Jet noise proposal: Less at night but more at dawn?

  • There's no slowdown in O'Hare International Airport traffic, and that makes solving night jet noise tough.

    There's no slowdown in O'Hare International Airport traffic, and that makes solving night jet noise tough. Mark Welsh | Staff Photographer, August 2015

Updated 1/26/2016 10:02 AM

More options to rotate O'Hare flights overnight were welcomed by suburban and Chicago leaders Monday but a new plan for aircraft landing at dawn raised fears of more jet noise at that time of day.

Members of the O'Hare Noise Compatibility Commission's Fly Quiet committee tasked with recommending ways to reduce overnight jet noise supported five new routes for airplanes departing the airport roughly between 11 p.m. and 5 a.m. These include directing pilots leaving from two runways on the south airfield (28-Right/10-Left and 28-Center/10-Center) to turn northwest or southeast shortly after takeoff with the goal of flying over more industrial areas or forest preserves to divert noise away from homes. Another idea is for airplanes to angle northeast in Rosemont after departing from Runway 9-Right on the north airfield.


Those ideas are on top of eight conventional departure routes planners want to calibrate to reduce noise.

"It gives more options for rotations and that's a plus," Bensenville Mayor Frank Soto said.

While reaching a consensus on the rotation options, committee members struggled with a separate plan for dawn flights.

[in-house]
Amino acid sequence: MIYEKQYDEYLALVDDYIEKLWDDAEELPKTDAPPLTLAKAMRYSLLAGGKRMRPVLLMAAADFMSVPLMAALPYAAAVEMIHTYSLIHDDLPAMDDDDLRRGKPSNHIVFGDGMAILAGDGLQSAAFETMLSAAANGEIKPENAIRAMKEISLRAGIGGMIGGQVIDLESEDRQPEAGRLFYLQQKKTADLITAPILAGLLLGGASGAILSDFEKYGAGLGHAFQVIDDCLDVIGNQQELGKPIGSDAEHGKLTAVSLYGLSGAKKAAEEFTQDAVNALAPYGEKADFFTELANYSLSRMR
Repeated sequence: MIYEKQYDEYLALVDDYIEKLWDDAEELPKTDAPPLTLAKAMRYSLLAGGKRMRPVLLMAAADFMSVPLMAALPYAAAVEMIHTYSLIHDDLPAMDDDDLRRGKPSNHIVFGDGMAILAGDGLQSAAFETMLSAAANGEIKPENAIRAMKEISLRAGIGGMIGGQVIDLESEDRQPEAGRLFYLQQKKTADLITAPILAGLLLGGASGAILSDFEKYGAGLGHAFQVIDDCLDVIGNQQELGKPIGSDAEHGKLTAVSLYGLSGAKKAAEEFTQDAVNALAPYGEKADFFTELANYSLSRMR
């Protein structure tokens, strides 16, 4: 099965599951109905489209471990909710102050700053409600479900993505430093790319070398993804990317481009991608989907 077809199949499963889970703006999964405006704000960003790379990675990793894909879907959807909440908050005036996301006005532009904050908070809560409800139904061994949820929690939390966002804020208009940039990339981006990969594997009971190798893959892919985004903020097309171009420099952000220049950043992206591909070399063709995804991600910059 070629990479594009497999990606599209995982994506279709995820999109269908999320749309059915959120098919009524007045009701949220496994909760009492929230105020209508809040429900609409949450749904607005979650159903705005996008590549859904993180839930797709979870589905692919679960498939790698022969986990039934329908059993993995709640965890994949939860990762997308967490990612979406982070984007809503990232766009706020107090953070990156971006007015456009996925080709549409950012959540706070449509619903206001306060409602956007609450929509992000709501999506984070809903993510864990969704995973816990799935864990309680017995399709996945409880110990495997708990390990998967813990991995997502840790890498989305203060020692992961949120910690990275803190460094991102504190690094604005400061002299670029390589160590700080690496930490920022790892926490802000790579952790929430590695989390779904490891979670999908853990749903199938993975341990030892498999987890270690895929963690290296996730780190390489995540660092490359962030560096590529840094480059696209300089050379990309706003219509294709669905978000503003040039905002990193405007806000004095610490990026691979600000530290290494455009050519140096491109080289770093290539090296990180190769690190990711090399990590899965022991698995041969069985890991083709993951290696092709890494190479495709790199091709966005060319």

Although the city's voluntary Fly Quiet program was intended to keep jets arriving on one runway, the volume of red-eyes coming into O'Hare weekday mornings negated that plan.

"The market has changed quite a bit," assistant aviation Commissioner Aaron Frame said, adding the city was drafting a plan that meets "realistic expectations."

Once arrivals or departures surpass 40 an hour, another runway is needed, officials said. A draft plan designating two arrival runways between 5 a.m. and 7 a.m. or so, including one over a noise-besieged neighborhood in Bensenville, raised some hackles.

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"People are inundated in those hours," Soto said.

Chicago resident Frank Gagliardi warned if the city just reacted to airline demand, Fly Quiet would shrink. "There has to be a way to control demand," he said.

The committee's recommendations go to the noise compatibility commission board in March and if approved would be reviewed by the Federal Aviation Administration.

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